Crucially, Grafren can make any textile or fibered material, even glass fibres, conductive. Conductive glass fibres are especially interesting for smart composite materials, and we are talking with companies in a variety of sectors including healthcare, sport, aerospace, defence and gaming.
Unique by nature
Our conductive fabric is unique. While it’s still made of fibres, each fibre is coated with the thinnest flakes. At the same time, it feels and behaves like any other fabric. It is soft, flexible, and air and moisture-permeable. Since Grafren’s conductive coating contains only water and graphene, it’s more environmentally-friendly than others. We do not use binders. There is no glue or polymer to hold conductive components together inside the fabric. This is due to the distinctive properties of the graphene flakes, which wrap around the fibres and form the skin.
The fabric is extremely lightweight. In fact, as low as two grams of graphene loading per square meter of polyester fabric allow for a high resistance of 500 Ohm/m2. This is an advantage over other materials, which require binders and are therefore hard, brittle and at least ten-times heavier.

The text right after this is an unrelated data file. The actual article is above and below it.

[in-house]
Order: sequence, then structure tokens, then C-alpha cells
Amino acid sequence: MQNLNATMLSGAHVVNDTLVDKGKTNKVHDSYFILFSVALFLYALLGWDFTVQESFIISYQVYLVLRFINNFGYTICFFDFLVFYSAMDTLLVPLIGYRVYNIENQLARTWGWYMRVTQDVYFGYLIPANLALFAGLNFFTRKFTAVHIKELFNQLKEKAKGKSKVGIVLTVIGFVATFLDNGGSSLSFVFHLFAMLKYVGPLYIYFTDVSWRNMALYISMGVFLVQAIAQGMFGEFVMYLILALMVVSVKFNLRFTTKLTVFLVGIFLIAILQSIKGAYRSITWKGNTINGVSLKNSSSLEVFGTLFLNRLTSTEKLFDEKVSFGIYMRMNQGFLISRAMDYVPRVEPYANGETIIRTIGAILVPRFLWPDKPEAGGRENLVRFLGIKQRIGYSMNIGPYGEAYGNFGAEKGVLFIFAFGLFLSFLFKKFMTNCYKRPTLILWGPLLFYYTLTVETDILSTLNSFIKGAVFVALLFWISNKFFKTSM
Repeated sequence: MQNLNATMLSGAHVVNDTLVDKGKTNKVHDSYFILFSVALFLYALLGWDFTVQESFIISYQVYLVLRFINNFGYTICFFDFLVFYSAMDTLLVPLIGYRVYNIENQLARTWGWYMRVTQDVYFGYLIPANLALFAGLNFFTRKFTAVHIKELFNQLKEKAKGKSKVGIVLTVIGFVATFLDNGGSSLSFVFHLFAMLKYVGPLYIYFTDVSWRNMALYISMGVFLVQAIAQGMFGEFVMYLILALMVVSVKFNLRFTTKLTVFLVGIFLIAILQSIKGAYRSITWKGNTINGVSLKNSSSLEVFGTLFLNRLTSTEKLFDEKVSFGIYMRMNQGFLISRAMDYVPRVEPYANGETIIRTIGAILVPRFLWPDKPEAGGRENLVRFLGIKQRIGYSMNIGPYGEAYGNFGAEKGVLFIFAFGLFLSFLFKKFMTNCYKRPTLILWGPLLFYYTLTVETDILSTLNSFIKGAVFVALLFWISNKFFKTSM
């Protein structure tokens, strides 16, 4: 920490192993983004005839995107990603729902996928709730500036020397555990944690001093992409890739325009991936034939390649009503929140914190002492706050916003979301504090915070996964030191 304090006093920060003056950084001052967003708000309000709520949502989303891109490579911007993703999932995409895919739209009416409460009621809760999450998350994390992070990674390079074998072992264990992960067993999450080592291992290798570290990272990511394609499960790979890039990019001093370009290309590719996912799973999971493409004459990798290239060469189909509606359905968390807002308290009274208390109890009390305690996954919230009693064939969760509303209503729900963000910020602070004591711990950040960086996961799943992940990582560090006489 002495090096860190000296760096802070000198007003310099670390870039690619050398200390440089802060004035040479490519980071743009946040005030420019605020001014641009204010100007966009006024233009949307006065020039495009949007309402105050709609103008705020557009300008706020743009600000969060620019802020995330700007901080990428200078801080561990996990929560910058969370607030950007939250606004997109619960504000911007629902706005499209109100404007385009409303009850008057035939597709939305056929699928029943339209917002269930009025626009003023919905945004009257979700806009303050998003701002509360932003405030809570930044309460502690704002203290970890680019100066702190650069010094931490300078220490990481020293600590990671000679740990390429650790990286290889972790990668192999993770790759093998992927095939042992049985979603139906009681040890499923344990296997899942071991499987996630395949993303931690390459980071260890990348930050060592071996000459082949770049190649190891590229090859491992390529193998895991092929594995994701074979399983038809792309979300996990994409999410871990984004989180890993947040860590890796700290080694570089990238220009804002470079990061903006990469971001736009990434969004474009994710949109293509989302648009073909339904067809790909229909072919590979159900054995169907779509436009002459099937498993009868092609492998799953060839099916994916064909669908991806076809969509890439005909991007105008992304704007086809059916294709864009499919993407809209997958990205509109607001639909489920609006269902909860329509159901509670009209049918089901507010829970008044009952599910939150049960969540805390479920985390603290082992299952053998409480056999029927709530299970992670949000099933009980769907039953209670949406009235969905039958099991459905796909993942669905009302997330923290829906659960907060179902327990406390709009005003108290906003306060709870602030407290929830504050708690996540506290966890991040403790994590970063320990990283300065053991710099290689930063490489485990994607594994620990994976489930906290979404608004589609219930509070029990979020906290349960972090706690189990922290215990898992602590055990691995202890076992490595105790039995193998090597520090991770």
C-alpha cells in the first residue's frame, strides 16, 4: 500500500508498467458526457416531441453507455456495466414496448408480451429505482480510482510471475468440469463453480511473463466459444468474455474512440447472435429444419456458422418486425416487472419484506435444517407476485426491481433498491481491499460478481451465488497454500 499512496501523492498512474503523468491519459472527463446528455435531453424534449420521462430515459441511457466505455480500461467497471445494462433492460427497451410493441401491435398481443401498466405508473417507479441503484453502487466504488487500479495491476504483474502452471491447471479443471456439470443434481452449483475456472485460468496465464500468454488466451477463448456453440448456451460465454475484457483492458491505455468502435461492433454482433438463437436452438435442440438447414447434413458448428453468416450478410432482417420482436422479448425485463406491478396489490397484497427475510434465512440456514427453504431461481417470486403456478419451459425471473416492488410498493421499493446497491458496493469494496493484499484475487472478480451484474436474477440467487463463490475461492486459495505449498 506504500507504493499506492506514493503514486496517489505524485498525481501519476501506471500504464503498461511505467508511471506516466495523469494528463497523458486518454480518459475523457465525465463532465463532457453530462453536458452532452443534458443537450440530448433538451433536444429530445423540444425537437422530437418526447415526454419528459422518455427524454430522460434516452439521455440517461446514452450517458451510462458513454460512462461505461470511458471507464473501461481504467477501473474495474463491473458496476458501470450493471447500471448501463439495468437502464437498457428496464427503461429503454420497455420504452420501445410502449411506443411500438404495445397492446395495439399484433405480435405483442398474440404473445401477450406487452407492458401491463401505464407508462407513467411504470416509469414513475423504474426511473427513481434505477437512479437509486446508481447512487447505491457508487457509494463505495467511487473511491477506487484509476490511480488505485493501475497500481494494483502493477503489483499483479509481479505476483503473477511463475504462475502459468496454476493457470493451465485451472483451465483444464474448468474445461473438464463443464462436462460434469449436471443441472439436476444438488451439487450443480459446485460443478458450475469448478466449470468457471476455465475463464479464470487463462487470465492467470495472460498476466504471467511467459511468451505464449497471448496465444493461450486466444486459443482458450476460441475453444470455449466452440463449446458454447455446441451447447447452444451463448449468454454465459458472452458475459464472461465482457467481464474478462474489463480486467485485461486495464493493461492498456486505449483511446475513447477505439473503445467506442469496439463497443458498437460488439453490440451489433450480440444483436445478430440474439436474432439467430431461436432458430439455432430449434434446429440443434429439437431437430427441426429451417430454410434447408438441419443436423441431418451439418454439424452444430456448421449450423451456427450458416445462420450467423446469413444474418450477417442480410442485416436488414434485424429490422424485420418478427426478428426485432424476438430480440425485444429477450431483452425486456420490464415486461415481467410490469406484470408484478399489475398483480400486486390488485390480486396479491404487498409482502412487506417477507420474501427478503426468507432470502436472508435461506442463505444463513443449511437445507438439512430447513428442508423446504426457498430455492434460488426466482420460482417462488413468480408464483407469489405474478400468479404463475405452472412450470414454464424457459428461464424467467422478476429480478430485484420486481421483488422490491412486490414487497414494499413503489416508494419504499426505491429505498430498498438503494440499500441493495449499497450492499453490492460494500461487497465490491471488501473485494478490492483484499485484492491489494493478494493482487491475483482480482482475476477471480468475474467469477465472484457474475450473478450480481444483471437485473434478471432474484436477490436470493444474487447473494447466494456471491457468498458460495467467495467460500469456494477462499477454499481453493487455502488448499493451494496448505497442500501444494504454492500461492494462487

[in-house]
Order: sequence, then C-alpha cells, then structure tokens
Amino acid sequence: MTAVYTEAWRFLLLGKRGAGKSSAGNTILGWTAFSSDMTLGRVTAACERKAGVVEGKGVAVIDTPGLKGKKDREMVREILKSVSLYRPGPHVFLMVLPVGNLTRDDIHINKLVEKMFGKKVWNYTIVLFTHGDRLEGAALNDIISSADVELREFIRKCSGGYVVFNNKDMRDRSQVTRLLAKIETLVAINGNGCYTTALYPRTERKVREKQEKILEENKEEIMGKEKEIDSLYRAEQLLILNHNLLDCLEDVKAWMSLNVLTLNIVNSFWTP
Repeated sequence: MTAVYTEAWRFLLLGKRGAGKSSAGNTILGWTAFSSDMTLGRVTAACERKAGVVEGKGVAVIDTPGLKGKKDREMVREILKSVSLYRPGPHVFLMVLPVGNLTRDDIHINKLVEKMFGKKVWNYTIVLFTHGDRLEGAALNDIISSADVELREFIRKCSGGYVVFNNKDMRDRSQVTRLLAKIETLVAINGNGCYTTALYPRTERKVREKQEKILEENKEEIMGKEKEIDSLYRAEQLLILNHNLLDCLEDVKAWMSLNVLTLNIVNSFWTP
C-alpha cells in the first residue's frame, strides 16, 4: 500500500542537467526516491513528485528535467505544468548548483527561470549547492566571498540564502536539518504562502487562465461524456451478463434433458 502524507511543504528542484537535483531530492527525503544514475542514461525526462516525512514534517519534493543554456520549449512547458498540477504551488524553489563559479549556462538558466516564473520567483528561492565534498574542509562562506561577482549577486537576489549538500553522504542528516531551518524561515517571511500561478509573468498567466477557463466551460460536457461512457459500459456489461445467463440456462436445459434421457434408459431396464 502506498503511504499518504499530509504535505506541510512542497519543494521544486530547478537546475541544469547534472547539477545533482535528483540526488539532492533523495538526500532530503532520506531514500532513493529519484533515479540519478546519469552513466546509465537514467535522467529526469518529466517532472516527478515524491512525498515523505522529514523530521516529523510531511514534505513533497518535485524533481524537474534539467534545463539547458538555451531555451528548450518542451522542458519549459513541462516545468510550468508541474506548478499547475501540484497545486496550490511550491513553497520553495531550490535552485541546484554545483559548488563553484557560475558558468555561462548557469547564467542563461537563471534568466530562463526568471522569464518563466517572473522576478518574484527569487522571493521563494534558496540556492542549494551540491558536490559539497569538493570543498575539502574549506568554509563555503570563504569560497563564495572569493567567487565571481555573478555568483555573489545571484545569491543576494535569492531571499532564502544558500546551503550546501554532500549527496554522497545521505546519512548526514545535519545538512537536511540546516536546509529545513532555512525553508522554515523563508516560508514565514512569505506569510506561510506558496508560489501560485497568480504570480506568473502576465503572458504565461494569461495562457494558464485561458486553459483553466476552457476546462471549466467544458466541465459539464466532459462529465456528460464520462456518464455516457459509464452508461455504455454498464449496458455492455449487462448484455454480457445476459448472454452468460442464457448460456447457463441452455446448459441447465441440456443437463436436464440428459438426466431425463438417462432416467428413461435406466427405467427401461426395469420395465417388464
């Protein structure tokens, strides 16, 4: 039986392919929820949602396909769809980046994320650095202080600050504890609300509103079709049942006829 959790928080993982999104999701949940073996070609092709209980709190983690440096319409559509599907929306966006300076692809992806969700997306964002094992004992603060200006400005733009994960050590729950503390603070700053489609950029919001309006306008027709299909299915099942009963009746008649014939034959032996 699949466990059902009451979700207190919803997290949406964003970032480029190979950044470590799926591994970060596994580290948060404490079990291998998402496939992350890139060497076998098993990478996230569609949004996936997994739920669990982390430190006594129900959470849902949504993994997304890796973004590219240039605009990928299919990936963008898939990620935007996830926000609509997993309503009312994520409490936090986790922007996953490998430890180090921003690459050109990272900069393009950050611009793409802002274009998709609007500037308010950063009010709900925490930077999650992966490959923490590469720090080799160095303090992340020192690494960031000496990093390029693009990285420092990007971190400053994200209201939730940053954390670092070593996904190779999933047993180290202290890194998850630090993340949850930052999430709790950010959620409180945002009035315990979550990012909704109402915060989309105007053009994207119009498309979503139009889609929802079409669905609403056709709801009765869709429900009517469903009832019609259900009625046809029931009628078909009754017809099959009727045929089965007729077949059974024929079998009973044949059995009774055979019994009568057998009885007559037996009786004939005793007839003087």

The Graphene Flagship unites world-leading researchers in graphene and layered materials. Dreaming big and aiming high, we believe that collaboration is the only way to innovate. That is why we’re already collaborating with several partners of the Graphene Flagship consortium.
We’ve looked at how Grafren works on the development of electrically-conductive fabrics that are based on graphene. But our next step is the opposite: insulation. Almost every application of conductive fabrics requires partial insulation of the conductive area. Since conduction is realised on an individual fibre basis, the same goes for insulation.
This is why we are exploring the possibility of applying a layered material with high insulation capabilities to the graphene-coated fibres, such as hexagonal boron nitride. But applying the same coating technologies as we’ve already used on graphene, it can be possible to achieve multi-coatings on individual fibres. This can better preserve the textile structure with enhanced porosity and permeability. Practically speaking, we could create a Printed Circuit Board (PCB) that’s integrated into a piece of fabric.
Ultimately, the future concept we are aiming to establish is a Digital Textile Interface (DTI) for human-machine communication. The idea is to integrate invisible electrodes into conventional clothes, which will enable the permanent monitoring and stimulation of the human body by sensors or actuators.
The technology will be able to transfer signals to the human body - such as transcutaneous electrical nerve stimulation for pain control, heat or any other kind of stimulus. It could be used to monitor human health or motion through electrodermal, electrocardiogram and other sensors, and then pass this vital information on to a data processing or storage unit. For Grafren, our first patent is only the beginning.